10 YEARS ago, catfishes were just a rare breed of bottom-dweller and internet dating was more or less in its infancy.
But fast forward a decade and “Catfishing” (where someone creates a fake internet identity) is increasingly commonplace online – ESPECIALLY on apps like Tinder and Bumble.
Tanith’s clip has racked up over 31,000 ‘likes’Credit: @tanithgregory/TikTok
But while most Catfishes go to great lengths to cover their tracks, one man has been called out on TikTok for his VERY “lazy” attempt.
Last month, Australian TikTok user Tanith Gregory exposed the hilarious Catfishing fail she’d spotted on Tinder.
At first glance, the man’s profile doesn’t raise any red flags – he had a selection of photos, filled in his age and described himself as “fun and loyal” in his bio.
But on closer inspection, Tanith found something that instantly exposed him as a Catfish – so can YOU spot it?
She noticed that ‘Andrew’ hadn’t cropped out the Google search for ‘Tim Johnson model’ at the top of the pictureCredit: @tanithgregory/TikTok
Captioning her video “How NOT to catfish 101”, Tanith exposed “Andrew” as a fraud when she spotted a rather suspect Google search at the top of his photo.
That’s right, the unlucky-in-love man had simply searched “Tim Johnson model” on his browser, taken a screenshot of the image and posted it on his fake Tinder profile.
Unimpressed with his lack of effort, Tanith said: “If you’re going to go to the effort of catfishing people on Tinder Andrew, at least go to the effort of cropping the Google search out…”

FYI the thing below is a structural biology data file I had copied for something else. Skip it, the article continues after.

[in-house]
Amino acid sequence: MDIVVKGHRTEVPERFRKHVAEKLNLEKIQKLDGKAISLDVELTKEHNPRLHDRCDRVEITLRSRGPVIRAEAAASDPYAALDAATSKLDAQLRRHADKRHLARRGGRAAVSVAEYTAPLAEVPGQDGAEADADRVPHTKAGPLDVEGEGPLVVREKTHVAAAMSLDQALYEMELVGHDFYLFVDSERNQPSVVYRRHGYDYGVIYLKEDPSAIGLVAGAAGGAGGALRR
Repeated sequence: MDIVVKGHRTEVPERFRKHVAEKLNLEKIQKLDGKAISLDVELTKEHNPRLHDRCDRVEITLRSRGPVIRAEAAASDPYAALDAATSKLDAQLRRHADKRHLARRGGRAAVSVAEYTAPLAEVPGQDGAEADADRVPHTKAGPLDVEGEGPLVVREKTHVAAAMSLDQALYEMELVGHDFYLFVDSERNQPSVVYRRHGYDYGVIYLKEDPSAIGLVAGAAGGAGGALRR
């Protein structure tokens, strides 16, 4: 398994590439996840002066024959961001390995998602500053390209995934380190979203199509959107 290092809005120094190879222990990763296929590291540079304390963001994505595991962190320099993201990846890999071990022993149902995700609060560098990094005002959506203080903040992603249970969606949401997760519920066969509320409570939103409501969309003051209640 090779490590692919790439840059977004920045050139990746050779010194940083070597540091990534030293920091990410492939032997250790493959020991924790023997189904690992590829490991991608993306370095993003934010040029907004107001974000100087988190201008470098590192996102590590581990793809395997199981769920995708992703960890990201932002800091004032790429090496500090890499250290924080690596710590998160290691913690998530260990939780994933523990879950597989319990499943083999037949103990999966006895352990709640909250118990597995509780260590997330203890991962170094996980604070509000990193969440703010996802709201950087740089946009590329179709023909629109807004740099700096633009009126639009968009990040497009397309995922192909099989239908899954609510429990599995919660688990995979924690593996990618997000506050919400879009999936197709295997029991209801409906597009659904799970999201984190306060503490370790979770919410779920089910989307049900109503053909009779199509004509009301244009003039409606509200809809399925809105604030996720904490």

Unsurprisingly, the clip has racked up over 31,800 “likes” on TikTok and left viewers in hysterics too.
What is Catfishing?
‘Catfishing’ is when someone creates fake profiles on social media sites to trick people into thinking they are somebody else.
It is most common on social media and dating apps like Tinder.
They make up life stories and use photographs of unsuspecting victims to create fake identities. Catfishers add life experiences, jobs, friends and photographs to the fake accounts.
The term was first used in the 2010 documentary ‘Catfish’ – in which Nev Schulman discovered the gorgeous woman he fell in love with online was a middle-aged, married mum.
“This has killed me,” one replied. “Outright dead.”
Another added: “And at least put someone who looks 48!!”
“Saw one once using an actor’s photos from Instagram,” a third wrote. “A shot of his ‘friends’ was the cast of a show that included Aaron Samuels from Mean Girls!”
Meanwhile, a fourth joked: “Imagine this really is Tim Johnson and he Googled an image of himself because he didn’t it in his phone and forgot to crop… you never know!”
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